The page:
A painter and creator of objects, Oppenheim grew up in Switzerland and began drawing as a child—a collage-drawing from her adolescence, Cahier d'une écolière (1930), was in the collection of Andre Breton. She came to Paris in 1932, met Giacometti, and in 1933 was invited to exhibit with the surrealists at the Salon des Surindependants. She painted pictures in oil with affixed objects (L'Anatomie d'une femme morte,1934; Une Minute sans danger, 1934). In 1936 her first solo show at the Schulthess Gallery in Basel included a catalog with an introduction by Max Ernst. Her greatest success was her object, Déjeuner en fourrure (1936, Museum of Modern Art, New York), featuring a fur-covered cup, saucer and spoon. In 1937 she settled in Basel, and studied for two years at the School of Decorative Arts, completing a series of romantic paintings that included Guerre et Paix (1941, Kunstmuseum, Basel). She created countless designs for gloves, belts and shoes, as well as furniture and surrealist objects, such as a gilt table with bird's feet. In 1959 she created the "Festin cannibale" for the E.R.O.S. International Exhibition of Surrealism, at Galerie Daniel Cordier. She did a large relief for the Monbijou school in Basel in 1965 and designed a tapestry for the library there in 1966. A retrospective of her work was held in 1967 at the Moderna Museet in Stockholm. Her archives were assembled by the Kunstmuseum of Bern, where a four-month Meret Oppenheim retrospective was held in 2007, with a catalog expressing appreciation for the many aspects of her talent, including the delicate paintings of her last period, represented by Le Secret de la végétation.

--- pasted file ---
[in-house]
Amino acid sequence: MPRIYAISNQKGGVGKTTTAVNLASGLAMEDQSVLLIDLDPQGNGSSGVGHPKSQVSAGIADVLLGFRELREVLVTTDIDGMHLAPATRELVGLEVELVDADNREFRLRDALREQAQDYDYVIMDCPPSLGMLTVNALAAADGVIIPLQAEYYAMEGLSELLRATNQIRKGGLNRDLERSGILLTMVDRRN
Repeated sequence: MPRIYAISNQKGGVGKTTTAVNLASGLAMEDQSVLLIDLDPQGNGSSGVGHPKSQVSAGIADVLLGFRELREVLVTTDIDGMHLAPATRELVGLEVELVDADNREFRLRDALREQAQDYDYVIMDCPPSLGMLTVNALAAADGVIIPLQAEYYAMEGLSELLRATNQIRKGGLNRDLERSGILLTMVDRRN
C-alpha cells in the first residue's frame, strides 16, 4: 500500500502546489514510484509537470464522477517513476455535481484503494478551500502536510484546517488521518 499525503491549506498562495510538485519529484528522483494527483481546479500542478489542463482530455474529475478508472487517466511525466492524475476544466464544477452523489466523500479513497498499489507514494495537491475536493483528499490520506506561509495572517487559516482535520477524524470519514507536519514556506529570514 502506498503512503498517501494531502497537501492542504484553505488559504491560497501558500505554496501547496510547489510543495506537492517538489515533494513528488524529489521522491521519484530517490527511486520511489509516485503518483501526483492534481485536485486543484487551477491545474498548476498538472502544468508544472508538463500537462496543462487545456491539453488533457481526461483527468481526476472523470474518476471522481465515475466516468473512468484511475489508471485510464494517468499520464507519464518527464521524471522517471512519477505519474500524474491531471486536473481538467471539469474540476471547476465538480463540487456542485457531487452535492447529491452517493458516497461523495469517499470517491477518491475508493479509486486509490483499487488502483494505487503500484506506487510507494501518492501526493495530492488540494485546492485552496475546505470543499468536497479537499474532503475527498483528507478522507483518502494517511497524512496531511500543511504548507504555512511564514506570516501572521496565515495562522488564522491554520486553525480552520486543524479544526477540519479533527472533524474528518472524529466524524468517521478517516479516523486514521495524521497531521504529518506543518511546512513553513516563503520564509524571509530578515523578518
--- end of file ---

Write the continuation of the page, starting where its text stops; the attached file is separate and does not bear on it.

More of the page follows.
Born 1913 in Berlin; died 1985 in Basel.